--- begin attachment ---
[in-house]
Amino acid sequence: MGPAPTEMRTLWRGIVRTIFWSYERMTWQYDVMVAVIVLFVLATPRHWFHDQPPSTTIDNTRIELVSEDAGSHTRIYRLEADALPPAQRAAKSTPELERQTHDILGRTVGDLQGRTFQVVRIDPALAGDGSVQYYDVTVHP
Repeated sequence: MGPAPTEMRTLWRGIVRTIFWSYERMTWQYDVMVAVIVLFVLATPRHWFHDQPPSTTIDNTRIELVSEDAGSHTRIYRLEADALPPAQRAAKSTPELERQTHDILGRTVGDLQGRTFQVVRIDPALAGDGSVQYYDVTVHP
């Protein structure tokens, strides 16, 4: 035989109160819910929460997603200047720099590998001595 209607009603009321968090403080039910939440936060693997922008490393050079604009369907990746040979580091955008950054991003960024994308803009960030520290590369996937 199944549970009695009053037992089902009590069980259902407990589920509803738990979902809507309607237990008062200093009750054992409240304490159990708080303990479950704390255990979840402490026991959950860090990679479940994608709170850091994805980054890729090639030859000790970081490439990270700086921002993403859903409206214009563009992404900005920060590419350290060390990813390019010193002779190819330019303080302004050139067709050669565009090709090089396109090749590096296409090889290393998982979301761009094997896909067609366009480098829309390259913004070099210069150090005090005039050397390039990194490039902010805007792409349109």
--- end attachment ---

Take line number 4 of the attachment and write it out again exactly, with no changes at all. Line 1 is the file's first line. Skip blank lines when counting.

């Protein structure tokens, strides 16, 4: 035989109160819910929460997603200047720099590998001595 209607009603009321968090403080039910939440936060693997922008490393050079604009369907990746040979580091955008950054991003960024994308803009960030520290590369996937 199944549970009695009053037992089902009590069980259902407990589920509803738990979902809507309607237990008062200093009750054992409240304490159990708080303990479950704390255990979840402490026991959950860090990679479940994608709170850091994805980054890729090639030859000790970081490439990270700086921002993403859903409206214009563009992404900005920060590419350290060390990813390019010193002779190819330019303080302004050139067709050669565009090709090089396109090749590096296409090889290393998982979301761009094997896909067609366009480098829309390259913004070099210069150090005090005039050397390039990194490039902010805007792409349109």